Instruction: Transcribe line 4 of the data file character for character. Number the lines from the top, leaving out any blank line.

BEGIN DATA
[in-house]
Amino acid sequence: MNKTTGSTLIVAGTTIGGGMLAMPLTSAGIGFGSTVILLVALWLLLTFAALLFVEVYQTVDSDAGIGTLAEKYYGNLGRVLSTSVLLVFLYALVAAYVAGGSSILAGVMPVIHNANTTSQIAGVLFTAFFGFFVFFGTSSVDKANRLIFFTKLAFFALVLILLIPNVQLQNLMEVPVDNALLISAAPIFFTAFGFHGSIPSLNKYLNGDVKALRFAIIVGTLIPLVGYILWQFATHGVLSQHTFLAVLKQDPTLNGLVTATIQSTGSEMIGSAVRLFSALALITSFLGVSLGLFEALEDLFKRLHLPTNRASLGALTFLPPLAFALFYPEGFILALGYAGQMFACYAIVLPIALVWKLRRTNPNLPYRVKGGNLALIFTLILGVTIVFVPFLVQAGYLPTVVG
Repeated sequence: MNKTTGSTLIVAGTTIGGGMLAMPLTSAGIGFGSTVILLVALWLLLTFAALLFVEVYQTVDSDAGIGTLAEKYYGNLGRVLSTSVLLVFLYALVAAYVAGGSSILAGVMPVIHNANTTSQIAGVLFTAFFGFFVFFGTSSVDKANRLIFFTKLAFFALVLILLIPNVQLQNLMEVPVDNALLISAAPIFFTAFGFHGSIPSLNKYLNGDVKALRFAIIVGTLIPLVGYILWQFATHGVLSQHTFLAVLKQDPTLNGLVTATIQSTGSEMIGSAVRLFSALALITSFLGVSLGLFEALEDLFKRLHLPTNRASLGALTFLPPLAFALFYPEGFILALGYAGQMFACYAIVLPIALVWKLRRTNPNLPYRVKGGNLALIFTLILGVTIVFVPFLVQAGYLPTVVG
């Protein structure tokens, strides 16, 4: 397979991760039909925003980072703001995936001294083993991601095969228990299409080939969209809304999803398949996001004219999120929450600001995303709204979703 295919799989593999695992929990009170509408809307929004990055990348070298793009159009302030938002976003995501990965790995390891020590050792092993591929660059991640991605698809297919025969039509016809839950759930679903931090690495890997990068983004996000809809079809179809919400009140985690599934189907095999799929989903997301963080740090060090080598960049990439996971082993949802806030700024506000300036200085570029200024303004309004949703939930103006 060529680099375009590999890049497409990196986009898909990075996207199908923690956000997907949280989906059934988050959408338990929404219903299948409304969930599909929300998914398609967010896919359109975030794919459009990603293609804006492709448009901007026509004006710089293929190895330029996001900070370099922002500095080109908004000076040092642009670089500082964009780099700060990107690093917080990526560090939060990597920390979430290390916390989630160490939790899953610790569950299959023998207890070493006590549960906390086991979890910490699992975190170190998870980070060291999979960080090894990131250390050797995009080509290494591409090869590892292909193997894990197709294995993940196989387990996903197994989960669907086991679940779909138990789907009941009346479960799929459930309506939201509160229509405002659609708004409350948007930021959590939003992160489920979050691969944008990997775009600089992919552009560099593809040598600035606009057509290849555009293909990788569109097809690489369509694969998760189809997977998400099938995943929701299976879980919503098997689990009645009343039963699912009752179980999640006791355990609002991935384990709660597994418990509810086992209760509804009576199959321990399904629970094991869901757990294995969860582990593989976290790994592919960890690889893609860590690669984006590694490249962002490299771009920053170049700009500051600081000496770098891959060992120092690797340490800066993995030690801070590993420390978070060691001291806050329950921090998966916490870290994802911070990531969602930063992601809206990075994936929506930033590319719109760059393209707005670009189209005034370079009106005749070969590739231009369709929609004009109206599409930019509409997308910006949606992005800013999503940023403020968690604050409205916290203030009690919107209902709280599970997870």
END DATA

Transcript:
């Protein structure tokens, strides 16, 4: 397979991760039909925003980072703001995936001294083993991601095969228990299409080939969209809304999803398949996001004219999120929450600001995303709204979703 295919799989593999695992929990009170509408809307929004990055990348070298793009159009302030938002976003995501990965790995390891020590050792092993591929660059991640991605698809297919025969039509016809839950759930679903931090690495890997990068983004996000809809079809179809919400009140985690599934189907095999799929989903997301963080740090060090080598960049990439996971082993949802806030700024506000300036200085570029200024303004309004949703939930103006 060529680099375009590999890049497409990196986009898909990075996207199908923690956000997907949280989906059934988050959408338990929404219903299948409304969930599909929300998914398609967010896919359109975030794919459009990603293609804006492709448009901007026509004006710089293929190895330029996001900070370099922002500095080109908004000076040092642009670089500082964009780099700060990107690093917080990526560090939060990597920390979430290390916390989630160490939790899953610790569950299959023998207890070493006590549960906390086991979890910490699992975190170190998870980070060291999979960080090894990131250390050797995009080509290494591409090869590892292909193997894990197709294995993940196989387990996903197994989960669907086991679940779909138990789907009941009346479960799929459930309506939201509160229509405002659609708004409350948007930021959590939003992160489920979050691969944008990997775009600089992919552009560099593809040598600035606009057509290849555009293909990788569109097809690489369509694969998760189809997977998400099938995943929701299976879980919503098997689990009645009343039963699912009752179980999640006791355990609002991935384990709660597994418990509810086992209760509804009576199959321990399904629970094991869901757990294995969860582990593989976290790994592919960890690889893609860590690669984006590694490249962002490299771009920053170049700009500051600081000496770098891959060992120092690797340490800066993995030690801070590993420390978070060691001291806050329950921090998966916490870290994802911070990531969602930063992601809206990075994936929506930033590319719109760059393209707005670009189209005034370079009106005749070969590739231009369709929609004009109206599409930019509409997308910006949606992005800013999503940023403020968690604050409205916290203030009690919107209902709280599970997870």